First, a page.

30 Sep Struck by Oncoming Vehicle
Have you ever been on a roadway that had no centre line and felt that oncoming traffic was encroaching on your side of the road? Who would be at fault if there was a collision?
In Ferguson v. Brown, 2015 BCSC 1638, the Court assessed liability in just such a case. Mr. Ferguson and his passengers were travelling on Weaver Creek Road, near Agassiz, British Columbia. This is a winding mountain road, with uphill and downhill grades. It is a two-lane road without a centre line, but with room for oncoming vehicles to pass. The shoulder has gravel and a drainage slope.
While travelling a straight stretch, Mr. Ferguson noted an oncoming red truck. The red truck kicked up a dust cloud. After it went past, Mr. Ferguson saw an oncoming Mazda driven by the Defendant. The Mazda appeared to be driving across the centre of the road. Mr. Ferguson honked the horn and braked, but the vehicles collided.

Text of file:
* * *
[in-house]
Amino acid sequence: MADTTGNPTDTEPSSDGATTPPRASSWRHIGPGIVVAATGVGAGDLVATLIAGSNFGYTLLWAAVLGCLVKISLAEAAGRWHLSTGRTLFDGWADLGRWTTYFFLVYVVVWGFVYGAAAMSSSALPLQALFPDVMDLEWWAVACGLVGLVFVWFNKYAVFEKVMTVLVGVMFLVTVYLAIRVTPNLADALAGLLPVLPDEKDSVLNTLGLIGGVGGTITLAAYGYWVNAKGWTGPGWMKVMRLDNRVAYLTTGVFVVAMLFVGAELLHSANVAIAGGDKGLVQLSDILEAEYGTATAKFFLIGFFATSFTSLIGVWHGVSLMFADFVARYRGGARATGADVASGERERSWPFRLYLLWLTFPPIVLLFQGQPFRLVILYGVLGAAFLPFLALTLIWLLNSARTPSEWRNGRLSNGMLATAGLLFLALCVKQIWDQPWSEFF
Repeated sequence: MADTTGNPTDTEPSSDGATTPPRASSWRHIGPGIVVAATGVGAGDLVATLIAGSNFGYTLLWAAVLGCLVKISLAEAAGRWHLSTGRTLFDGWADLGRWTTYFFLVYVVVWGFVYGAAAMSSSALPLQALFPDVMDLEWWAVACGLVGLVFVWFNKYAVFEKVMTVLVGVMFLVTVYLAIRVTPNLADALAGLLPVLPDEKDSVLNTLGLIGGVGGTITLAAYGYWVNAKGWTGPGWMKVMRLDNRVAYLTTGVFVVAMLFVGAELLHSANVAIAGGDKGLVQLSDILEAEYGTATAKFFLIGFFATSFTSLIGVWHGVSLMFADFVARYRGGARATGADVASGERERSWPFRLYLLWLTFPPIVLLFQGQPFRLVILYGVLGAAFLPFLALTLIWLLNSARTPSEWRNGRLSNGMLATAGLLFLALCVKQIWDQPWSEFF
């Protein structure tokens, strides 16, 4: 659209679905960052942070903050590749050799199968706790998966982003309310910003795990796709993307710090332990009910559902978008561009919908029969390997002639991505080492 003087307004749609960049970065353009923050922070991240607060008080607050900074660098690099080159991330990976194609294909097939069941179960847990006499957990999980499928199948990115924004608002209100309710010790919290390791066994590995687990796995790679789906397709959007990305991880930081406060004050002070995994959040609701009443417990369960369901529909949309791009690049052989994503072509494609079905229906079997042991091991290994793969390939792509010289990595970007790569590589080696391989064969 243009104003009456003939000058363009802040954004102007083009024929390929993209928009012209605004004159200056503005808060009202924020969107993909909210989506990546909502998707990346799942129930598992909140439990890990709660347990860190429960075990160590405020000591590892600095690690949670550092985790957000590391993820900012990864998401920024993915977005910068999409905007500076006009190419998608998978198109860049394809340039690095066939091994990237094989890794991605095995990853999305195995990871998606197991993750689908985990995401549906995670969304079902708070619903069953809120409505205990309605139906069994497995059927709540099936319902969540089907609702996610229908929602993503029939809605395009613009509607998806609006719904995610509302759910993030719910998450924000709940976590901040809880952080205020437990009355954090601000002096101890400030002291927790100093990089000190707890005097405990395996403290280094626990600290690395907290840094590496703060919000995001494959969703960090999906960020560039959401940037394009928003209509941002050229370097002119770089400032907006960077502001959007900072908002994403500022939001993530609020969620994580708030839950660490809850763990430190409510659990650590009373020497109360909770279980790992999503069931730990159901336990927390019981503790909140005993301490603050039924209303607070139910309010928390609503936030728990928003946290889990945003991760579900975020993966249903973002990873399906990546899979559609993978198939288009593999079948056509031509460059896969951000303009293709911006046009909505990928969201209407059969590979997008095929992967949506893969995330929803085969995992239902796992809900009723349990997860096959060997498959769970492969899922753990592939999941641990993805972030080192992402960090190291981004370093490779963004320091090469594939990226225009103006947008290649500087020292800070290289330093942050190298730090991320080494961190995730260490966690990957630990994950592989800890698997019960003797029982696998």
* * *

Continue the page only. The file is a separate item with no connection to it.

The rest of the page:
At trial, Mr. Ferguson and his passengers testified that the Defendant’s Mazda had crossed the centre of the road. They also had photographs of the vehicles before they were moved. They showed the Mazda’s position across the centre of the road.
The Court found that the Defendant’s vision was obscured by the dust cloud. As a result, he had an obligation to pull to the right and stop until the dust cleared and he could see. The Court accepted the evidence that the Defendant failed to stay to the right of the roadway and crossed the centre of the lane. In addition, the Defendant violated his duty to drive to the right of the road to allow an oncoming vehicle to pass safely.
The Court rejected the Defendant’s argument that Mr. Ferguson’s actions contributed to the collision. The Court found the Defendant 100% liable.
The photographs were a helpful part of Mr. Ferguson’s case. If you are in a similar situation, you should photograph the collision scene and vehicles before they are moved.
Contact our firm if you are involved in a collision of this kind. We’ve got the expertise to help you.